When Gebser states that “progression” is simultaneously “distantation” or estrangement and alienation from Origin, this applies to the human ego consciousness. Indeed, the human ego consciousness is the Prodigal Son of the parable, and its “progress” is also an alienation and estrangement from the vital energies from which it emerged in history. It is this ego  consciousness, now overdeveloped, that has “progressed”, in its terms, but completely at the expense of the whole and the fourfold human. The Selfhood’s quest for absolute autonomy and hegemony over the soul is this “progression“, but which is simultaneously necessarily a repression also of the other aspects of the fourfold human. This is what Iain McGilchrist calls “the Emissary”, who is the Prodigal Son of the parables. No doubt, Gebser has this very parable in mind in speaking of progression as simultaneously distantiation. But this distantiation is repression.

In Gebser’s taxonomy of civilisations, the fourfold human has been articulated (or precipitated out) in four identifiable consciousness structures: the archaic, the magical, the mythical, and the mental-rational. If you prefer, you can speak of these as vitalism, animism, psychism, and mentalism respectively, and therefore as body, spirit, soul, and mind according to the particular consciousness structure. These were represented in classical terms as the element of earth, the element of air, the element of water, and the element of fire, respectively, as the Archons. As the Archons, they correspond to “the Guardians of the Four Directions”, corresponding to William Blake’s “four Zoas” of the disintegrate human. In one form or another, these Guardians appear in all cultures, and their number and relation conform to Gebser’s “pre-existing pattern” that he finds in the evolutionary dynamic. Evolution, in those terms, is value-realisation.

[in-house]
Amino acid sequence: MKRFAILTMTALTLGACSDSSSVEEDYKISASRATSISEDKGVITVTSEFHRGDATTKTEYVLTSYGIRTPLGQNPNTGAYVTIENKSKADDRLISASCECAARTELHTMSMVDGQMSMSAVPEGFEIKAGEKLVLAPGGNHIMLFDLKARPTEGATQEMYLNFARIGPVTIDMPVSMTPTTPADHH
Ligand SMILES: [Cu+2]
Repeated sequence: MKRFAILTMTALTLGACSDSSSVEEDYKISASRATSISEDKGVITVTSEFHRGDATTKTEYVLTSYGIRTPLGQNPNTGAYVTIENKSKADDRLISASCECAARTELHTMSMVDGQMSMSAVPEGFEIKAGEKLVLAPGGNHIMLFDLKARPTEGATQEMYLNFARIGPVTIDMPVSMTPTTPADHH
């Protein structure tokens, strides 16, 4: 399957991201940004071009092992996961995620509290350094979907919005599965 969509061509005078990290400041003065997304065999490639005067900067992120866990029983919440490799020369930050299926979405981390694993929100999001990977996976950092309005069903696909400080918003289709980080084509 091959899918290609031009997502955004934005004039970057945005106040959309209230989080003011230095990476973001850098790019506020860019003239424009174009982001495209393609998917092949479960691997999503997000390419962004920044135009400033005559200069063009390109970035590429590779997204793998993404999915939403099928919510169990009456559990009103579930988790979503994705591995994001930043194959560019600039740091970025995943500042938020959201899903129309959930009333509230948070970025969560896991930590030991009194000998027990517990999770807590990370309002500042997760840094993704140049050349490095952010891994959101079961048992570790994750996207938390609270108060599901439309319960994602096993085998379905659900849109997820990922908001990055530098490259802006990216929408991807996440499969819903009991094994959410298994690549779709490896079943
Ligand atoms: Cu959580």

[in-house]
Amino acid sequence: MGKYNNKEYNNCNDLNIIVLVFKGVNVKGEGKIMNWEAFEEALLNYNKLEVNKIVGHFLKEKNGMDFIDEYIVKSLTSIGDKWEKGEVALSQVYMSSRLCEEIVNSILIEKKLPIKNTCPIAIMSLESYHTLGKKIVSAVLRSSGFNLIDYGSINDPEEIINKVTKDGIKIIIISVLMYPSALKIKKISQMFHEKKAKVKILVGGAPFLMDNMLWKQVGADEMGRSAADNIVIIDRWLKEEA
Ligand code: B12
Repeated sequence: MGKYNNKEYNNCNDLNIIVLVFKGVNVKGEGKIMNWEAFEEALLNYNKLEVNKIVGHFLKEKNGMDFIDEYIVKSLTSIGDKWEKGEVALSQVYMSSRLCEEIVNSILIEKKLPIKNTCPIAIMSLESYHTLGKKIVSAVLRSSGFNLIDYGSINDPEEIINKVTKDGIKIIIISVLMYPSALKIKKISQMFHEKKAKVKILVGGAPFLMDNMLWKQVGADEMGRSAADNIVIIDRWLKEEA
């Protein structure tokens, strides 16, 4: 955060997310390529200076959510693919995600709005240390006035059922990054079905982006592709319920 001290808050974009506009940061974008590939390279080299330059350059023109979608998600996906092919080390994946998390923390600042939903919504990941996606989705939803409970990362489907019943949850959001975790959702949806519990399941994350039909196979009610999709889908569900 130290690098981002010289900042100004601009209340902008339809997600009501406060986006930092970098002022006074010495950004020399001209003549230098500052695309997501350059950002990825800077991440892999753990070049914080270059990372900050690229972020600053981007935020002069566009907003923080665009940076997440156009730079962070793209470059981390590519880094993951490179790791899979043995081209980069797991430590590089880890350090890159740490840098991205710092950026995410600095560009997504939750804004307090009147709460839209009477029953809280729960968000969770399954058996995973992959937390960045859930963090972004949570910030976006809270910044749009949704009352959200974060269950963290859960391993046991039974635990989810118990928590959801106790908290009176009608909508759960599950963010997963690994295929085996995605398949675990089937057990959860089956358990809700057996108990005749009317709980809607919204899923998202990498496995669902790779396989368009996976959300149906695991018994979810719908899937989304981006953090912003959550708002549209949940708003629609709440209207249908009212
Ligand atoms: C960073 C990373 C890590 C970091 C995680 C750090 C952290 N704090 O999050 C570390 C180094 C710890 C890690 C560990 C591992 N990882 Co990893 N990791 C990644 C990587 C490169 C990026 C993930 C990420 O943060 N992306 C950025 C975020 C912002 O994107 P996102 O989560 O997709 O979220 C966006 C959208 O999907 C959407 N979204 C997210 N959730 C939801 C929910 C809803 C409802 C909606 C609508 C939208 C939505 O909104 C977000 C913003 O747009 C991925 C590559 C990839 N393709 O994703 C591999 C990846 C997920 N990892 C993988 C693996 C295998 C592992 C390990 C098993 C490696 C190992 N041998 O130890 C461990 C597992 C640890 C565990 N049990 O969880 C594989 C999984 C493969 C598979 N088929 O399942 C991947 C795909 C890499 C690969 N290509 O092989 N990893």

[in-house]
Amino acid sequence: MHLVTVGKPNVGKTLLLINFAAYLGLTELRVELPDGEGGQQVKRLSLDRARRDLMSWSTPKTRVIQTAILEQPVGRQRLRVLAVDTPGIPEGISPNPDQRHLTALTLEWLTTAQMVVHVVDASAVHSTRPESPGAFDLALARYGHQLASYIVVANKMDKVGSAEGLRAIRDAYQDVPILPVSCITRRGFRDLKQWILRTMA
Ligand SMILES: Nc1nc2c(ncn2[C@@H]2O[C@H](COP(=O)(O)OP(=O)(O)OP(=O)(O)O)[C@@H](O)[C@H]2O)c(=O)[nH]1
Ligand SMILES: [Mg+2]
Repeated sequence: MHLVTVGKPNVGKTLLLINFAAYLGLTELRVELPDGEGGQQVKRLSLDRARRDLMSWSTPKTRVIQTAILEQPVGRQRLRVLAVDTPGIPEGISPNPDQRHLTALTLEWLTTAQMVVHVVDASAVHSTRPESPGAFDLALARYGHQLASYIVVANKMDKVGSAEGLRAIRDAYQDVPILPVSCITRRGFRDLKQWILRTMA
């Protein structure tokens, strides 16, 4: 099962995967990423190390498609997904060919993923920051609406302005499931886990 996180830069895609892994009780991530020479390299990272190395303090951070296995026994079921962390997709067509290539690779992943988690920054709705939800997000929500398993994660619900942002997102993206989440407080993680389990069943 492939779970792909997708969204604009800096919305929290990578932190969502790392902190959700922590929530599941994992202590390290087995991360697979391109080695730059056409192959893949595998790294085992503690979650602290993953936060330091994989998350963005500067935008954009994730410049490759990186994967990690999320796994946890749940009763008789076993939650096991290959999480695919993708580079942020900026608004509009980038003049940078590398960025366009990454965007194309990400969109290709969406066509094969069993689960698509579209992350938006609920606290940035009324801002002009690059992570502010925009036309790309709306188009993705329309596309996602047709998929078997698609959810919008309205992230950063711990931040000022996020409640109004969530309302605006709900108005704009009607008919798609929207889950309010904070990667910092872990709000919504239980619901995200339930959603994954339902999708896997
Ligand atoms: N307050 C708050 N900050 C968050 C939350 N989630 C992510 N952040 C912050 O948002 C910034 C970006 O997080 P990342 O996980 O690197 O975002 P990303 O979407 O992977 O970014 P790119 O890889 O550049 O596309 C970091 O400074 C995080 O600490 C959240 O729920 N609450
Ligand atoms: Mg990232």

It makes perfect sense that evolution would have this pattern. For as we are fourfold beings of thinking, feeling, willing, and sensing, so is our cosmos a fourfold structure of time past and time future, as well as spaces inner and spaces outer. A Guardian is set over each of these domains, as wardens of the past or the future, or wardens of the inner or the outer.

In Blake’s mythology, the Guardians are called the Zoas, and they correspond each to the vitalistic, the animistic, the psychistic, and the mentalistic aspects of the fourfold human. The tyrant Urizen, who is the usurper, is the mentalistic and is called “Selfhood”. Not Satanic by nature, he becomes so only in his usurpation and his hegemonic will which is “Single Vision & Newtons sleep.” This is McGilchrist’s “Emissary”. Urizen is the repressor, in those terms. “Albion” is Blake’s name for the integral consciousness of “fourfold vision” and is called “the Universal Humanity” because re-integrated.